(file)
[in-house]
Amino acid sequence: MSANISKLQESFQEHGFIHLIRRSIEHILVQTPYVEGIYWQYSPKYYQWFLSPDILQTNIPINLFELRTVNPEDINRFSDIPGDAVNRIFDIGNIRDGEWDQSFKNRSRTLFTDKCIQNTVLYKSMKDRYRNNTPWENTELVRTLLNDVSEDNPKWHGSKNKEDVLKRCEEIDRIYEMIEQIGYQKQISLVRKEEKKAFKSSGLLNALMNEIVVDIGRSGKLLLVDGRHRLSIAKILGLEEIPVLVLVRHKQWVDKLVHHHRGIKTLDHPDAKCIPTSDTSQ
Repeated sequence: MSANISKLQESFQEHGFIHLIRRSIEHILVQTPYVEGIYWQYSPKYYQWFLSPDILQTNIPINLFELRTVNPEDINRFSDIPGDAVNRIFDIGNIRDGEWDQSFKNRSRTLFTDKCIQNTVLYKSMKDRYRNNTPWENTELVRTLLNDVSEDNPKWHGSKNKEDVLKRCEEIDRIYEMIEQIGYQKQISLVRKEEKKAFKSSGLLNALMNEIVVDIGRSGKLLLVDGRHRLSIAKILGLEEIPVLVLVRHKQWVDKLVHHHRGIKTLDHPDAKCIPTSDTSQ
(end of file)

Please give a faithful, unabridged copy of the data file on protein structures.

[in-house]
Amino acid sequence: MSANISKLQESFQEHGFIHLIRRSIEHILVQTPYVEGIYWQYSPKYYQWFLSPDILQTNIPINLFELRTVNPEDINRFSDIPGDAVNRIFDIGNIRDGEWDQSFKNRSRTLFTDKCIQNTVLYKSMKDRYRNNTPWENTELVRTLLNDVSEDNPKWHGSKNKEDVLKRCEEIDRIYEMIEQIGYQKQISLVRKEEKKAFKSSGLLNALMNEIVVDIGRSGKLLLVDGRHRLSIAKILGLEEIPVLVLVRHKQWVDKLVHHHRGIKTLDHPDAKCIPTSDTSQ
Repeated sequence: MSANISKLQESFQEHGFIHLIRRSIEHILVQTPYVEGIYWQYSPKYYQWFLSPDILQTNIPINLFELRTVNPEDINRFSDIPGDAVNRIFDIGNIRDGEWDQSFKNRSRTLFTDKCIQNTVLYKSMKDRYRNNTPWENTELVRTLLNDVSEDNPKWHGSKNKEDVLKRCEEIDRIYEMIEQIGYQKQISLVRKEEKKAFKSSGLLNALMNEIVVDIGRSGKLLLVDGRHRLSIAKILGLEEIPVLVLVRHKQWVDKLVHHHRGIKTLDHPDAKCIPTSDTSQ